More than 2,600 oil and natural gas wells were completed in Oklahoma last year, according to reports filed with state regulators.
Nearly 20 percent of those wells were drilled in two counties, Alfalfa and Woods, in northwest Oklahoma, as companies once again applied for more than 4,000 drilling permits in 2013.
It was the second consecutive year permits had reached that threshold, according to records from the Oklahoma Corporation Commission. That is up from about 2,100 in 2009, as many parts of the country are contributing to a domestic oil and natural gas boom.
“Horizontal drilling has opened vast new resources across the country and has renewed activity in Oklahoma’s historic oil fields,” said Mike Terry, president of the Oklahoma Independent Petroleum Association. “The Mississippi Lime in northern Oklahoma was considered all but drained just five years ago, but today is it one of the country’s most active areas for oil and gas exploration.
“The same can be said for the SCOOP and the STACK. Both resources plays are in historic oil-producing areas and both offer decades of new drilling opportunities.”
Drillers completed more than 100 wells in 10 counties, most in the western half of the state, according to regulators, while there were no wells drilled in 16 other counties.
“Crude oil production in Oklahoma has doubled in the past five years thanks to technological advancements in drilling and well completion methods,” Terry said. “Production will continue to climb as innovation continues and producers take advantage of regulatory and legislative decisions that encourage investment in new oil and natural gas wells.”
Most active companies
The largest oil and gas producers based in Oklahoma also are among the state’s most active drillers.
SandRidge Energy Inc. has largely tied its future to its acreage in northern Oklahoma and southern Kansas. The company initially focused on the Mississippi Lime formation, but since has expanded its operations to reach multiple formations in the Mid-Continent.
SandRidge completed 310 wells in 2013, according to its quarterly reports.
The company said it completed 58 wells in the first quarter of this year, as it added part of Garfield County to its focus area. An 11-well appraisal program in that area yielded a 30-day average of 406 barrels of oil equivalent a day.
Devon Energy Corp. has been active in Oklahoma for quite some time, but it has moved its attention to several counties in northern Oklahoma where its wells can access either the Mississippian or Woodford Shale.
Devon has eight rigs in Garfield, Logan, Noble and Payne counties, where the company plans to invest more than $300 million this year.
The company also is working to boost production from its existing wells in the Cana Woodford Shale in western Oklahoma. It has worked over about 70 wells, tripling production to more than 3 billion cubic feet of natural gas equivalent a day.
Devon has identified about 200 additional Cana wells for similar treatment.
State potential great
Oklahoma isn’t one of Chesapeake Energy Corp.’s core operating areas, but officials are optimistic about its potential.
At last month’s analyst day, Jason Pigot, senior vice president of operations for Chesapeake’s southern division, said the company has been getting “phenomenal” returns from its operations in the Mid-Continent, despite cutting back its rig count.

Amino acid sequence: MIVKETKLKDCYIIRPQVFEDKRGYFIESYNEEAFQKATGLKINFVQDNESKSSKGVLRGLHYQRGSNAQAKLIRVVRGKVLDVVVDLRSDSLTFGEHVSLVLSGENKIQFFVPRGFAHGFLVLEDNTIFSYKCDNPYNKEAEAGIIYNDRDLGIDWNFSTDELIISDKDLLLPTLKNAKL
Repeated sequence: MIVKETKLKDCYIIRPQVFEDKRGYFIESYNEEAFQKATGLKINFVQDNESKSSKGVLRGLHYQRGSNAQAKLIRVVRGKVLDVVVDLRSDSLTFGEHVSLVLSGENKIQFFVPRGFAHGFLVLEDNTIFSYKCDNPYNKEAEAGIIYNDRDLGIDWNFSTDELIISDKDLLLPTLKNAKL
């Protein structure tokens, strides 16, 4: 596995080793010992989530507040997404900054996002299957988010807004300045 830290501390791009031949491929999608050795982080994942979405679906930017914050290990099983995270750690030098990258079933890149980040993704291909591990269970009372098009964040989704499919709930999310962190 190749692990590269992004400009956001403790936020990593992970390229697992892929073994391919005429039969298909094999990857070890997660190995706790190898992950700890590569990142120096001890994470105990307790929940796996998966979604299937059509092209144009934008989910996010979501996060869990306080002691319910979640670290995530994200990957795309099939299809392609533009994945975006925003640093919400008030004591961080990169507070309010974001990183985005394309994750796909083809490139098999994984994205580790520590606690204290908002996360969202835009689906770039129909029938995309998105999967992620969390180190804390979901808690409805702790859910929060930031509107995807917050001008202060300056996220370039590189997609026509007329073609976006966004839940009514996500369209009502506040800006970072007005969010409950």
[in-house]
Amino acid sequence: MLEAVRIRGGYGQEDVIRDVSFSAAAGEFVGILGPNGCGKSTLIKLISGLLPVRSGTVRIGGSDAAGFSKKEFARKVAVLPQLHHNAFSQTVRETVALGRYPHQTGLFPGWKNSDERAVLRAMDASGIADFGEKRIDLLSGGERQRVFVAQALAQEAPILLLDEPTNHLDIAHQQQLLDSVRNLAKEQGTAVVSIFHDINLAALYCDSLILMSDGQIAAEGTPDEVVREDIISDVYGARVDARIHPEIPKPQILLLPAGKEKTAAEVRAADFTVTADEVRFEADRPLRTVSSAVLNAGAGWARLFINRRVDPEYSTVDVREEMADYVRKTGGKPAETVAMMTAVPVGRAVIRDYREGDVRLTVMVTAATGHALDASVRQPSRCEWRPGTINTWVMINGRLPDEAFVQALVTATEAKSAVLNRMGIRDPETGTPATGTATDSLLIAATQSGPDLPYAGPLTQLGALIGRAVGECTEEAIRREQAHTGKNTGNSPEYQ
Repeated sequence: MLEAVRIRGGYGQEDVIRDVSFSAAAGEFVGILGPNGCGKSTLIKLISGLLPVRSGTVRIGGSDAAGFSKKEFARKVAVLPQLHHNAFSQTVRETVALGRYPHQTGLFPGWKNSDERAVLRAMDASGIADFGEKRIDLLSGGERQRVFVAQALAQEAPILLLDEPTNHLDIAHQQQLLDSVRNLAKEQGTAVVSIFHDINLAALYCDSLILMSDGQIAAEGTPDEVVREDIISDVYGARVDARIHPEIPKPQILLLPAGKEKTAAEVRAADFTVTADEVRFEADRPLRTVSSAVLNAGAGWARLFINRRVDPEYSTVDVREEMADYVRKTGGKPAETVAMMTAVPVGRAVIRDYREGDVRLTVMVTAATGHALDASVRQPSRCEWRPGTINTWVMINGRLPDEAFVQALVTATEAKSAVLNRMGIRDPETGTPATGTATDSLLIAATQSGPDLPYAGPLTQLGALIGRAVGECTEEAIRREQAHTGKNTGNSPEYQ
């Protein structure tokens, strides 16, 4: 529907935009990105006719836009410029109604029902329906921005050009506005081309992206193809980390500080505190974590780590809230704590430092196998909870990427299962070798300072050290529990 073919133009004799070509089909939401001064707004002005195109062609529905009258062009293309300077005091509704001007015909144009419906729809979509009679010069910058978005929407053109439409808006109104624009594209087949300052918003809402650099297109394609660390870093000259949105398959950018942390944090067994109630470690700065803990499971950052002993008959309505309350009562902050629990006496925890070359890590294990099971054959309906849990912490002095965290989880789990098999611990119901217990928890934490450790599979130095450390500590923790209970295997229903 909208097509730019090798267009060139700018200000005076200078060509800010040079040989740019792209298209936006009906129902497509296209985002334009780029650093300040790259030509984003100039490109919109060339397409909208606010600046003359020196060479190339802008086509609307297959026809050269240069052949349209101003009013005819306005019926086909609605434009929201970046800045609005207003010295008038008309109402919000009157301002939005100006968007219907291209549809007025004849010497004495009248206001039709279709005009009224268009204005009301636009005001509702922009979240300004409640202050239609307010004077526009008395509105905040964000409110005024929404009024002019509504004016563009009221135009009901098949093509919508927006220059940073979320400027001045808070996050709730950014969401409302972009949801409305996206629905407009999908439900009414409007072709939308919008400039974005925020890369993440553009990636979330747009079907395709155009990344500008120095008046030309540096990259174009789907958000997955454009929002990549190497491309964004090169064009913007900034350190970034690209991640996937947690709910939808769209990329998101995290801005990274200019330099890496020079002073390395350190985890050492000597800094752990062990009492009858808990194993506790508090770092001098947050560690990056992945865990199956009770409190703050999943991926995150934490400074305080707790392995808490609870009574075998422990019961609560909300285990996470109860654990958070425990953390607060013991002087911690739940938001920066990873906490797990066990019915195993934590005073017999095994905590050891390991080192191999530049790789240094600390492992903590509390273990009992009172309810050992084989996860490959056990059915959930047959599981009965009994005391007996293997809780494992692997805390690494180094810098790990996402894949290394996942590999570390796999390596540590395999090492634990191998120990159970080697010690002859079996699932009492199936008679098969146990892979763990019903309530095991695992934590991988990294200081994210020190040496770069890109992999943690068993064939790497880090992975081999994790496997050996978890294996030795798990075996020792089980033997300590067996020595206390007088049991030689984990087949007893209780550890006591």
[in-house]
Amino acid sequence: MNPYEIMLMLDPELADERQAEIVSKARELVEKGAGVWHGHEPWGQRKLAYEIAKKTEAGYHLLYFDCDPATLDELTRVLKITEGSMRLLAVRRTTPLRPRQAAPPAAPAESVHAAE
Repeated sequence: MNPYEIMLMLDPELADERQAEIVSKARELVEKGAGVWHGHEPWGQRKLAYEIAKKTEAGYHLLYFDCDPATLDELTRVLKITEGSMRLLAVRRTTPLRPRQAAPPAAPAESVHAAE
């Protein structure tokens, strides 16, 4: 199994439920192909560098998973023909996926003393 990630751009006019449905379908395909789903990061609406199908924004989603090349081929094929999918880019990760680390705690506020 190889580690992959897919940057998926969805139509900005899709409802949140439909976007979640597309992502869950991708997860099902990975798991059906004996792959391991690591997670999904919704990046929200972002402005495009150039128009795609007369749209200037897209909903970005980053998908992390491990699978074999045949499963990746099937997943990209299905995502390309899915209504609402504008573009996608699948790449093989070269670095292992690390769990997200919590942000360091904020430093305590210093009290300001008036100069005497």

“It’s another play that we haven’t highlighted a lot in the past, but it is a great value addition to the corporation,” Pigot said.
Chesapeake had eight rigs operating in the Mississippian last month, with activity centered in the two counties were most of the state’s wells were completed in 2013.
The company also had four more rigs in southwest Oklahoma: one in Washita County and three others further west near the Texas border.
Continental Resources Inc. made its name in North Dakota’s Bakken Shale, but company officials are excited about a new Oklahoma oil field it unveiled in 2012.
The South Central Oklahoma Oil Province, or SCOOP, produced nearly 30,000 barrels of oil equivalent a day for Continental in the first quarter, up 106 percent over the same period of last year.
Jeff Hume, Continental’s vice chairman of strategic growth initiatives, said the company has 16 rigs in the play, which includes several oil-bearing basins.
The play is in parts of five counties, but the bulk of Continental’s activity is around Chickasha and south toward Duncan.
“The SCOOP goes all the way down into Love County,” he said. “It’s clear to the Red River.”
Hume said Continental expects to complete as many as 150 wells in the SCOOP this year.
“We’re very excited about being this active in Oklahoma,” he said.
Others firms are active
Two other companies have touted discoveries in the same part of the state.
Newfield Exploration Co. announced the STACK play last year, so named because of the presence of multiple oil-producing zones below parts of Kingfisher, Canadian and Blaine counties. The Texas-based company also is active in the SCOOP.
Newfield plans to spend about $700 million this year in Oklahoma, which has become the company’s largest focus area.
Tulsa-based Unit Corp. has shifted its attention from the Mississippian in Kansas to its newest core play, dubbed the SOHOT, or Southern Oklahoma Hoxbar Oil Trend, in southwest Grady County.
The company has a narrow acreage position there, but officials said there are plenty of drilling opportunities because of the presence of four to six potentially productive stacked sand benches.
Unit also has two rigs drilling into the Marmaton formation in Beaver County.
CORRECTION: An earlier version of this article incorrectly stated that more than 4,600 oil and natural gas wells were completed in Oklahoma last year. (This story has been corrected.)
by the numbers
These counties had the most oil and natural gas companies applying for drilling permits last year: